Another major Lutheran theme emphasized throughout the book is the theology of the cross. Martin Luther introduced a distinction between a “theology of glory” and a “theology of the cross” in his 1518 Heidelberg Disputation. For Luther, the theologian of glory actively seeks to uncover the hidden will of God. The theologian of the cross, on the other hand, passively trusts in God’s promises regardless of what appears to be the case. The theologian of the cross grasps where the theologian of the cross receives. As Lutherans, we recognize that things aren’t always what they seem. We see a naked, bloodied, dead corpse hanging on a post. But faith receives the Word and believes that, contrary to all appearances, the crucifixion is the beautiful atoning sacrifice for the sins of the world.
Throughout the book, Meg struggles with anxiety and feelings of abandonment by God and others. Based on the tragedy she experiences and her inability to feel God’s presence, Meg stumbles into a crisis of faith. It appears to her as though God either isn’t listening or doesn’t even exist. And, were one to look only at the circumstances of Meg’s life, her conclusions might appear justified. Meg’s struggles are made worse by the fact that she fears God is punishing her for past sins. Luckily, Charlie, her pastor, and her friend remind her to trust God’s objective forgiving presence in the Word and Sacraments. Things aren’t what they seem. Christians live by faith and not by sight (Heb 11:1). Meg has faith because she heard the Word, not of external circumstances or subjective emotions. In the end, the powerful faith-creating Word of Holy Absolution hidden in her pastor’s voice plays a major role in restoring Meg to the church and resolving her feelings of despair.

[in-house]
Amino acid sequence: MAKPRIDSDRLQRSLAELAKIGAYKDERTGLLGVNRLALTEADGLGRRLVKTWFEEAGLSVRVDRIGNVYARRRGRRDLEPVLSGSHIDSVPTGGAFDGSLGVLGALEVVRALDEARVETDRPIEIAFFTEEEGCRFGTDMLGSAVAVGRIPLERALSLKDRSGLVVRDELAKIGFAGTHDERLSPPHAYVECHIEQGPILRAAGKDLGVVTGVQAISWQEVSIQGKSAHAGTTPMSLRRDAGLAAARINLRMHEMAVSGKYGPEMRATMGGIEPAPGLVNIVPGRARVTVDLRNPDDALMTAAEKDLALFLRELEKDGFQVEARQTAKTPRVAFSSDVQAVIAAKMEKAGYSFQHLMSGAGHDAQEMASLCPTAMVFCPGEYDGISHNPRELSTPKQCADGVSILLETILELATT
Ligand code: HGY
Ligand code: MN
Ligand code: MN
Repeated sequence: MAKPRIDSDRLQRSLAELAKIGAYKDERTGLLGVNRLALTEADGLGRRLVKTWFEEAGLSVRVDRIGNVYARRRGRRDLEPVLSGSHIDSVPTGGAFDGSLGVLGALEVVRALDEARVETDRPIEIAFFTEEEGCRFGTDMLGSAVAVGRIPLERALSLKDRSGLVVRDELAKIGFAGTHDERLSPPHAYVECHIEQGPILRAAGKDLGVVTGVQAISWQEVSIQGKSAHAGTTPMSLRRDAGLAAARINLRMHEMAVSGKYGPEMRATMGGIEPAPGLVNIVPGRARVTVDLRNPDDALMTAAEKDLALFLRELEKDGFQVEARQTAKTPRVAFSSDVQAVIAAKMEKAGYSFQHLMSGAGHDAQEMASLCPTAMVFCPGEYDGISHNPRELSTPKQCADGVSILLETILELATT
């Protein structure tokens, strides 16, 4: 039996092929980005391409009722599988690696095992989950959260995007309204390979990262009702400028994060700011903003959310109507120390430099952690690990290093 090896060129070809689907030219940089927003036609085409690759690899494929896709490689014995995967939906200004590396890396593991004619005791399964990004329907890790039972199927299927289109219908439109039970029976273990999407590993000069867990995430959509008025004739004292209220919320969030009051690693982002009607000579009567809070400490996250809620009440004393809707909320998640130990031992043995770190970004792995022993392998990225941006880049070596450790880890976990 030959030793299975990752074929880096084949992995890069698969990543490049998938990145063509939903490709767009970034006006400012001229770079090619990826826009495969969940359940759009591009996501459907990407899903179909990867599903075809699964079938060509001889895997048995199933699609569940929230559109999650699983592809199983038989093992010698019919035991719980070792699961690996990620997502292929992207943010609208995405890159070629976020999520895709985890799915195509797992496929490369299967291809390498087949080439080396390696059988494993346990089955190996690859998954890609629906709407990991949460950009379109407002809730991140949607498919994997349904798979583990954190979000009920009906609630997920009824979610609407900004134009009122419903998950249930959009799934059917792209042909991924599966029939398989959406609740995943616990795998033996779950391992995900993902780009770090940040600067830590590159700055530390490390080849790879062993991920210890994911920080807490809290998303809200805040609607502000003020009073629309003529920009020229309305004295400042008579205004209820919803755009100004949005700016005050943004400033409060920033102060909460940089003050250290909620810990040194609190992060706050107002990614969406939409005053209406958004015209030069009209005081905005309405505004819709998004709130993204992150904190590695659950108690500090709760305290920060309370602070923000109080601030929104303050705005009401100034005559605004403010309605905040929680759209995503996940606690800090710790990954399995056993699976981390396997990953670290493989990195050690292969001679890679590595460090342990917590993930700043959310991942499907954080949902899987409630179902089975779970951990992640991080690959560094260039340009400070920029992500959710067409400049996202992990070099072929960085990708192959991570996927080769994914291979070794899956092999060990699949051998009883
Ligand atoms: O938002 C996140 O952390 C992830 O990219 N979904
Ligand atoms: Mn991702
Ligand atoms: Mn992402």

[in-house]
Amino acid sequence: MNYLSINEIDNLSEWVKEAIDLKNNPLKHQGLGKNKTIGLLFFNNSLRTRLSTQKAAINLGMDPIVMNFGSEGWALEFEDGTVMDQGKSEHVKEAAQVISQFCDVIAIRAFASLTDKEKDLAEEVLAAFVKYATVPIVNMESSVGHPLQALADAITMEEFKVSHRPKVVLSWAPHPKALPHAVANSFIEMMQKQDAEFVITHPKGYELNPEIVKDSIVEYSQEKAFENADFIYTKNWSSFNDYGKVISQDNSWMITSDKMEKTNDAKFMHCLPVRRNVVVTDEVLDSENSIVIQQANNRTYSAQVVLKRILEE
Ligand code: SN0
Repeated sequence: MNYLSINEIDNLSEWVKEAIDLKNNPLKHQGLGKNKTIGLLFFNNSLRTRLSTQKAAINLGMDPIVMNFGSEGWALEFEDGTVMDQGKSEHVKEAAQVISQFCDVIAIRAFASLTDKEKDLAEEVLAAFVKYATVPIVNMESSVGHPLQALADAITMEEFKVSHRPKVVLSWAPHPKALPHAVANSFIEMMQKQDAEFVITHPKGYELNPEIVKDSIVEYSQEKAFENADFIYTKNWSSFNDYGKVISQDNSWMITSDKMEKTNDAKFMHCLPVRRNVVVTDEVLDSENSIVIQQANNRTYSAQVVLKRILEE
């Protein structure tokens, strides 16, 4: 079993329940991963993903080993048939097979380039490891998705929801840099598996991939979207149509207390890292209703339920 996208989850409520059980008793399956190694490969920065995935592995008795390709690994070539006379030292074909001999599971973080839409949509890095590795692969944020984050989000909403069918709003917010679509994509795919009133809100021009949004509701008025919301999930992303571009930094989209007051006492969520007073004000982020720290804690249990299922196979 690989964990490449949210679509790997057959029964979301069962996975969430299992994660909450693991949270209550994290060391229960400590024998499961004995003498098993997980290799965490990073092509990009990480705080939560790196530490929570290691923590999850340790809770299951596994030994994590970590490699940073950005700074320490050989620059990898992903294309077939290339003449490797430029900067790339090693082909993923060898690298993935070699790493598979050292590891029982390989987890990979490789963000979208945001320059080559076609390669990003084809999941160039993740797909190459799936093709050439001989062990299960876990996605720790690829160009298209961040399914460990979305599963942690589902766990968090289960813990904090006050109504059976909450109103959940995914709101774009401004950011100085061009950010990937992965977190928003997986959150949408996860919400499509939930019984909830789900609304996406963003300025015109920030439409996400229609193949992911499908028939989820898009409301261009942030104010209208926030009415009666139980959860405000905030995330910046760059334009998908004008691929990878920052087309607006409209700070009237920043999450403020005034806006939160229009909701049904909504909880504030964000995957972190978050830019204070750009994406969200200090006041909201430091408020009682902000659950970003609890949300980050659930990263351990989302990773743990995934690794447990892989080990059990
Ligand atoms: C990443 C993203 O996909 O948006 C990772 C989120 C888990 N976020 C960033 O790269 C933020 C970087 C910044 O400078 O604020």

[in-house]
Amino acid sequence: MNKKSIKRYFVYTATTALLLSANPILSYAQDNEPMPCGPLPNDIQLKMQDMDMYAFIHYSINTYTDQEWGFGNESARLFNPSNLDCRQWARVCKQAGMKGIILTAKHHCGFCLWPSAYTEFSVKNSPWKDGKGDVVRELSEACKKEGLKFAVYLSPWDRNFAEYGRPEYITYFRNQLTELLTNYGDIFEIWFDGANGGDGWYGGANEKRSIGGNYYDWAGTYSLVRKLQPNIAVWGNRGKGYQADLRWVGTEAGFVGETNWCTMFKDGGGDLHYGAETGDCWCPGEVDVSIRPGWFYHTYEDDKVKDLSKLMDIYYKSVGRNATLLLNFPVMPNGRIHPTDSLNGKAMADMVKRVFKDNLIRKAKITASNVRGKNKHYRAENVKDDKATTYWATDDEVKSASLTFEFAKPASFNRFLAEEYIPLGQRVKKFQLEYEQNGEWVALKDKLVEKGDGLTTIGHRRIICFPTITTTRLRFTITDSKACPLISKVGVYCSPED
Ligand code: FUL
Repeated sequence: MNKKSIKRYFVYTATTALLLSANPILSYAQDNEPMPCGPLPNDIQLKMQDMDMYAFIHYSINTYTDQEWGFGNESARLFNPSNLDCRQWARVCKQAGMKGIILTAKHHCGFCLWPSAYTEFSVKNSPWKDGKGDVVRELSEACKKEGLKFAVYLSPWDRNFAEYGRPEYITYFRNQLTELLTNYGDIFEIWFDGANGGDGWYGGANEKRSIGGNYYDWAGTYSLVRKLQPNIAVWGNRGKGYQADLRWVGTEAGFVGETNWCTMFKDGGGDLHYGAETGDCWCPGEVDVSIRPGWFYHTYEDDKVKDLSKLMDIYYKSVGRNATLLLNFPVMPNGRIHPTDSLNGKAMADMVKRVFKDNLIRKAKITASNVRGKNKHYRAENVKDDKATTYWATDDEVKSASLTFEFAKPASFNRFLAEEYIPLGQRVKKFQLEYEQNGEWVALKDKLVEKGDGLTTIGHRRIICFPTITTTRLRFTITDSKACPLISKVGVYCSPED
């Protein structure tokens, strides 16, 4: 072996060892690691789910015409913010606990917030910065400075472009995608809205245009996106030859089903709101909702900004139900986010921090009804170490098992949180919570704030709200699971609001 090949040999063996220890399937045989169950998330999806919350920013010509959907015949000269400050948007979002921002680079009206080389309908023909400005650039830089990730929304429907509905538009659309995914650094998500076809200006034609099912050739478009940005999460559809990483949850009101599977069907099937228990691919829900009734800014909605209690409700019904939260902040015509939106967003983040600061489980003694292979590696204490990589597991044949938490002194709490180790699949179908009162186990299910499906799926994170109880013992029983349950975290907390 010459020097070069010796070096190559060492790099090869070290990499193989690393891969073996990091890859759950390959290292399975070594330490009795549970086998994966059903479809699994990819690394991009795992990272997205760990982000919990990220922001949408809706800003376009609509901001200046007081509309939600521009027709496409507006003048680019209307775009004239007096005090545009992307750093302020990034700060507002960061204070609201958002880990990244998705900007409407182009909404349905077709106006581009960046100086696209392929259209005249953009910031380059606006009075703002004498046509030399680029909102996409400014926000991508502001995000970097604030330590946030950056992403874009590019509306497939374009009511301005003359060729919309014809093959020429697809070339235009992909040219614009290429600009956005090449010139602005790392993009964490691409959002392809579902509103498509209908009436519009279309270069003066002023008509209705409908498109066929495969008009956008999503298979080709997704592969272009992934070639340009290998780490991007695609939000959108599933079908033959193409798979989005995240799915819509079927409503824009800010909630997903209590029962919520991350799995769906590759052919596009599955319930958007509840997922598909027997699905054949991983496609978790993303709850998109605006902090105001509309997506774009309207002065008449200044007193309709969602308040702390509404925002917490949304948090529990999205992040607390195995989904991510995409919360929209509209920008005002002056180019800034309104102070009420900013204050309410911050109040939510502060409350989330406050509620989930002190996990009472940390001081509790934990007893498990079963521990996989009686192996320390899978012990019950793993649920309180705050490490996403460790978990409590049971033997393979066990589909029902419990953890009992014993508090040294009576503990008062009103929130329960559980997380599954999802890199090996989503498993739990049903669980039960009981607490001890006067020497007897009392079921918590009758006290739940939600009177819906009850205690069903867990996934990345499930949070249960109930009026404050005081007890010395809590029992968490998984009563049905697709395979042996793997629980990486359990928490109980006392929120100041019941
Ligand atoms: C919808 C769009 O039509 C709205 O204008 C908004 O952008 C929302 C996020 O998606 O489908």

While Rasanen’s work obviously has much to recommend it to SKL readers, I should note that the heavy use of military terminology and acronyms can be confusing at times. Luckily, Rasanen provides readers with a helpful glossary of acronyms at the end of the book. But, if you’re like me, you’re unlikely to actually flip ahead to the glossary when needed and this is even more cumbersome on an e-reader. Obviously, I still managed to follow along with the plot, but I did find myself momentarily lost on occasion. In future books, Rasanen may want to consider a slightly less steep learning curve for those of us without a military background.
It’s also important to note that although Soldier On qualifies as “Christian fiction,” it deals with very adult themes. Should we ever see the movie version of Soldier On, it would definitely receive a strong PG-13 rating. Although the thematic content of Rasanen’s work is certainly no more graphic than that of contemporary young-adult fiction—and it’s actually a good deal tamer—parents may nevertheless want to exercise some caution before gifting this to a child. But, if you are an adult and looking for a more “Lutheran” version of contemporary Christian fiction, you should find plenty to both entertain and edify in Rasanen’s Soldier On. I know I, for one, am looking forward to sequels as part of Rasanen’s projected Hearts on Guard series.